I had an awesome Thanksgiving last week. I really did enjoy spending time with my family, enjoying a hardy feast, and watching plenty of football, both NFL and NCAA.
Unfortunately, those good times do come at a price. I consumed more calories in the span of three days than I usually do over the course of a week. To be fair, that’s common for a lot of people, even those who are very health conscious. For the sake of the Thanksgiving spirit and family, we set aside our diets and just let ourselves gorge for a few days.
Personally, I think I overdid it. Anyone who was with me on Thanksgiving can attest that I ate more than my share of the turkey and deserts. It was a festive environment and we all savored every bite. For that, I have no regrets.
But that does mean the last few days have been particularly arduous when it comes to my exercise routine. I’ve noted before that I go to the gym quite frequently. I actually go more frequently now than I did before the COVID-19 pandemic. I rarely skip workouts, even around holidays. But even when I don’t skip a trip to the gym, I definitely feel it when I eat a lot of calories.
I suspect I’m not the only one dealing with that. I also suspect more than a few people are trying to get back into a healthy routine after all the family, feasts, and desserts. If you are, then I hope you find this helpful because I’d like to share a few tips on post-Thanksgiving workouts. I’m sharing it because there is a right and wrong way to do it. I know because the day after Thanksgiving, I’m pretty sure I did it the wrong way and was very sore for a while because of it.
You don’t need to go through that pain, nor should you.
Also, I always feel inclined to note that I am not a personal trainer. I would never claim to be an expert at exercise, health, or getting into shape. I’m just sharing my experience and strategies in hopes that others will find it useful. I’m not even charging anyone for it. This is completely free advice.
The first tip I’d like to give is that, if you had a regular routine before Thanksgiving, do not try and go straight back to it the day after you’ve consumed so many calories. Your body just went through an abnormal experience that is holiday festivities. You can’t expect it to quickly re-adjust as though it never happened.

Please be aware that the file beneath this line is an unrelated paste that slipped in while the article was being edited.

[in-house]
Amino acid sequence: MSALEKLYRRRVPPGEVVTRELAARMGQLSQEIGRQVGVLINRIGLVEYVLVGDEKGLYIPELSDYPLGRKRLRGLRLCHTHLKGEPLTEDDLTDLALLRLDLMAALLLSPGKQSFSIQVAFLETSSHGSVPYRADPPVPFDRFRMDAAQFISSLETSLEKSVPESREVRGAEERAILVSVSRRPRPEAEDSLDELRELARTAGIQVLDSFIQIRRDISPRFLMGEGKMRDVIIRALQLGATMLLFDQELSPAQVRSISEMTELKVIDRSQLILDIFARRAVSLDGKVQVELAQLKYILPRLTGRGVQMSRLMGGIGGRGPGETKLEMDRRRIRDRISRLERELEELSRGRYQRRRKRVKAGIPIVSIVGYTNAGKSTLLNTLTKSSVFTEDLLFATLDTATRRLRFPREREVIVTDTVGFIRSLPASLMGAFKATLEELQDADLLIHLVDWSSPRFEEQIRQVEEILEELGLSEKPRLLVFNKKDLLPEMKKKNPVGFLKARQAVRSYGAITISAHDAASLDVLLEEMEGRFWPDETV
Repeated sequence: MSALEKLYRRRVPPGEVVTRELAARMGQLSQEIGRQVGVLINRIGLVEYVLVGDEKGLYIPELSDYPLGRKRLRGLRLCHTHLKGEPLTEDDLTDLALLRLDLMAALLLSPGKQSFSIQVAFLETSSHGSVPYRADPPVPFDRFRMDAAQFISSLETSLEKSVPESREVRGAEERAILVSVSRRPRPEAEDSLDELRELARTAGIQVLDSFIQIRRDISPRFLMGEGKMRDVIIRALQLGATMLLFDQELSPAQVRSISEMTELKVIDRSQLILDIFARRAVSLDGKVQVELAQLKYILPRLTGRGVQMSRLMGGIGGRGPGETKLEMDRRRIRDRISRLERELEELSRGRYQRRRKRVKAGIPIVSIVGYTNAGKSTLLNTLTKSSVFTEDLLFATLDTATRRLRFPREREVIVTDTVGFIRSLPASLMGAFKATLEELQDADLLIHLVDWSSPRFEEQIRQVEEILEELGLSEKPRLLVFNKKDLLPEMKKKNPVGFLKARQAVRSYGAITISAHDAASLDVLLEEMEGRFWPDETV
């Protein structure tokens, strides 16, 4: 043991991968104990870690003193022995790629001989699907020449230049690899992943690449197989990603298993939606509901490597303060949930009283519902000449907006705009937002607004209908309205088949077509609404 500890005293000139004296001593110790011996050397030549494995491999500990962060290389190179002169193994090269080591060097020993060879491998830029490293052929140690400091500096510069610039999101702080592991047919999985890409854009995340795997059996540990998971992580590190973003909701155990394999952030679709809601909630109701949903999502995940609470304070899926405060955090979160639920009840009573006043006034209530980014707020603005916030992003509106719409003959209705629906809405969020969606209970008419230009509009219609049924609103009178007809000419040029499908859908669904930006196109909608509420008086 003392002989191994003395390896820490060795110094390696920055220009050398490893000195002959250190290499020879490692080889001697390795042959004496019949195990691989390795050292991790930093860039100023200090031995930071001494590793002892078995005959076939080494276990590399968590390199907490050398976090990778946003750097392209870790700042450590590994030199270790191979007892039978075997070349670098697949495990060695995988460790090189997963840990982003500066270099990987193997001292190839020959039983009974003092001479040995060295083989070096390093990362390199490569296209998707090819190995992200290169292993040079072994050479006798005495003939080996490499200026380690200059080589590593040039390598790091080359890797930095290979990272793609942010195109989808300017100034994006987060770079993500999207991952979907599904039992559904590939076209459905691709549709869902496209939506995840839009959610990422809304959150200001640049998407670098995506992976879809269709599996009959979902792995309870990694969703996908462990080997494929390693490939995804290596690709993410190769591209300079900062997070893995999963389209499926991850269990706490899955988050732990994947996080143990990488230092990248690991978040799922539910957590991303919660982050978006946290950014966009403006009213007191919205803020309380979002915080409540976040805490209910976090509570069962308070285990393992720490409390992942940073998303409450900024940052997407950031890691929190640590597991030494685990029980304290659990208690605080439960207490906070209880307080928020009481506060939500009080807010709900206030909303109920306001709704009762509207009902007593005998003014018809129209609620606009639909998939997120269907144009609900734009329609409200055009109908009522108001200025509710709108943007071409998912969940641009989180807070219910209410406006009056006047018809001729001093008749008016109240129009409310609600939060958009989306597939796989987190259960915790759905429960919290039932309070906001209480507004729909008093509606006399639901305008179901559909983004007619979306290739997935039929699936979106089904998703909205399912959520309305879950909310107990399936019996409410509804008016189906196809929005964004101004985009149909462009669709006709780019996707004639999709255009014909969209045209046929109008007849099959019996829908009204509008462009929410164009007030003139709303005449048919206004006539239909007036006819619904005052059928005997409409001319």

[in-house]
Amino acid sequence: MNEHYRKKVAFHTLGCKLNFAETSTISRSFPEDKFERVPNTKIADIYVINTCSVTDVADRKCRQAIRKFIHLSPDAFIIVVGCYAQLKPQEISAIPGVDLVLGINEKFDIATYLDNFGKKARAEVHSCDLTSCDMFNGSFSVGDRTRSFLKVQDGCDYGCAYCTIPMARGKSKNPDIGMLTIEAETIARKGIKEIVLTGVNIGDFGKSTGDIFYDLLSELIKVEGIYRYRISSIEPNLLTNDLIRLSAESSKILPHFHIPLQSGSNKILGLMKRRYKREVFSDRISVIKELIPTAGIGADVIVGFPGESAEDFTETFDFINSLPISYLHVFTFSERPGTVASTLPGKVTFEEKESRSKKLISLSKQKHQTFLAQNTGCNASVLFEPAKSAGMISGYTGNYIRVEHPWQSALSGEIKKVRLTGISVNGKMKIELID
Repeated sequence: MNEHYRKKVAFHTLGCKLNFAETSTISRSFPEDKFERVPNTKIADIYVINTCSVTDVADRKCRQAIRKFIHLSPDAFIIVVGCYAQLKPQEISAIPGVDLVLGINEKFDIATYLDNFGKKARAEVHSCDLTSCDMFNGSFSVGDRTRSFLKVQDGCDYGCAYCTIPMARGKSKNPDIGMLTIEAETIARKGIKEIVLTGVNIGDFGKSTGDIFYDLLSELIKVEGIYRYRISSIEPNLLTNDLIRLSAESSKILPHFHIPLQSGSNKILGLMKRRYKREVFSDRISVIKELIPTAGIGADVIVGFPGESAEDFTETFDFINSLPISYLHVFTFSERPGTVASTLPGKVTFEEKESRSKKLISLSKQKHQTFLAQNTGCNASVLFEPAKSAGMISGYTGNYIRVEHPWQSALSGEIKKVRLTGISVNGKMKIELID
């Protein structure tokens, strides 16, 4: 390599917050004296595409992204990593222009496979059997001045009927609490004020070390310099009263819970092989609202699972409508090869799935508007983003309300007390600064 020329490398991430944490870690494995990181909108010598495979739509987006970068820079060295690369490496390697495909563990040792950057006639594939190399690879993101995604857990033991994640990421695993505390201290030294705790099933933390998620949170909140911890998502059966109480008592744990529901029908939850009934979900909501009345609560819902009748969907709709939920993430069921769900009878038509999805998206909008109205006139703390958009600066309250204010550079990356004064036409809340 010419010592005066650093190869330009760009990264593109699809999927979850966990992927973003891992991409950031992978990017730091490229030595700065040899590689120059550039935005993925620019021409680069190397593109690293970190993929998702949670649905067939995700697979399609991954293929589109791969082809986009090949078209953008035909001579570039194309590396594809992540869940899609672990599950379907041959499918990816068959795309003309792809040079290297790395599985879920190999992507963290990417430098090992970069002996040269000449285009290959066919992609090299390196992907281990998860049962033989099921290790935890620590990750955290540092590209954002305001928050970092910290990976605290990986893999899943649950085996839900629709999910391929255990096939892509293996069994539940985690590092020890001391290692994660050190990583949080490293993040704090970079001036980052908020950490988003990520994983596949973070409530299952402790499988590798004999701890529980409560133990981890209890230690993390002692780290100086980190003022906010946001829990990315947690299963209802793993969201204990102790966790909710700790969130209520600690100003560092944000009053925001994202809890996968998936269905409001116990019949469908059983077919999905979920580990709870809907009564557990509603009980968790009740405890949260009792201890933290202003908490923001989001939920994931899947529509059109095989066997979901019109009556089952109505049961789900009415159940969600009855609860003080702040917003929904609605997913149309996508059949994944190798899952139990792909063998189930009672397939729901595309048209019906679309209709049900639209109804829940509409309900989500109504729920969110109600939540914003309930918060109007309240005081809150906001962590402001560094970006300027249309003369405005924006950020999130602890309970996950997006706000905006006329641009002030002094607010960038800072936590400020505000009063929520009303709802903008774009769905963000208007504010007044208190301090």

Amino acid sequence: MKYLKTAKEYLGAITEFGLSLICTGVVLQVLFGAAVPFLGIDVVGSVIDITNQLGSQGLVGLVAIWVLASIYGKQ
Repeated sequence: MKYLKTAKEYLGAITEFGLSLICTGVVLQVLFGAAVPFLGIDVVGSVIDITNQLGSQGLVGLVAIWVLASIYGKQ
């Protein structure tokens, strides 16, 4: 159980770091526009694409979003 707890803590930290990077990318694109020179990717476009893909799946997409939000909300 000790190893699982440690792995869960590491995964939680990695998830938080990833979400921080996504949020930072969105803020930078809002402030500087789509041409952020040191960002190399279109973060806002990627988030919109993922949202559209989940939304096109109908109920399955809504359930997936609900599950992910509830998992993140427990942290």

You will hurt yourself. I know because I badly strained my quad, chest, and abdominal muscles. It hurt more than I care to admit.
The second tip I’d like to offer is that, when it comes to consume lots of calories, cardio should be a greater priority over weight training. Even if you’re primarily focused on building muscle mass, it’s necessary to do extra cardio after consuming excess calories. That means a bit more time running outdoors, running on a treadmill, or using an exercise bike or elliptical. I’ve done a little of everything in that regard. And even just doing an extra 10 to 15 minutes of cardio makes a huge difference.
It’s primarily a matter of physics. You eat a lot of calories. You need to burn them off. Cardio, in addition to helping with blood flow and heart health, burns more calories than lifting weights. Eating all that turkey just means having to burn extra.
The third and final tip I’d like to offer has to do with how you go about weight training. Depending on your goals, you either try to do a few reps with heavy weights, usually 5 rep sets of 5, or lots of reps with lighter weights. For the most part, I’ve favored doing fewer reps with heavy weights. That’s fairly common for men looking to add muscle mass, whereas the higher reps with lower weights are common for women looking to slim down.
I had to change that recently to ensure I don’t strain my body more than I should. So, in the interest of burning off my holiday calories, I’ve started doing more reps per set with fewer sets. This way, I can emphasize good form and work to strain the muscles more concisely rather than using brute strength with lower reps. I’ve already found this to be quite effective in that I get a good burn going, but with less painful strain.
To illustrate, this is the current workout I’m using for most of my gym trips:
Start off with 35 minutes of cardio, either on an elliptical or running outside.
Do 100 weighted ab crunches (basically a crunch with a free weight on your chest).
Then, I do a the following weight training routine.
Do 3 sets of 20 reps of a butterfly curls (machine or free weights).
Do 3 sets of 20 reps of reverse butterfly curls.
Do 3 sets of 20 reps of bicep curls.
Do 3 sets of 20 reps for tricep extensions.
Do 3 sets of 20 reps of shoulder press.
Do 3 sets of 20 reps of lat pull downs.
Do 3 sets of 20 reps for leg press.
Do 3 sets of 20 reps for leg extensions.
Do 2 sets of 20 reps of pull-ups.
In general, this routine takes me about an hour and 15 minutes. I’ve been doing it for a few days now and I’m already feeling much better in terms of energy, mood, and fitness. I still do my other routine of doing 5 sets of 5 reps with more weight. But I’m thinking of maybe alternating the days when I do that in order to get the most benefits out of my workout.
One general rule of exercise is that if your body gets too used to one particular thing, it ceases to be as effective. That’s why it’s important to mix things up. It keeps the workout interesting and it helps get you better results in the long run.
Chances are I’ll probably tweak this workout as time goes on. If I uncover other useful tips, I’ll be sure to share them and they’ll continue to be free.
We all need to take time to enjoy the holidays with our families and get off our diet for a while. And if the price for doing so is more time at the gym to stay strong, healthy, and sexy, I say that’s a price worth paying.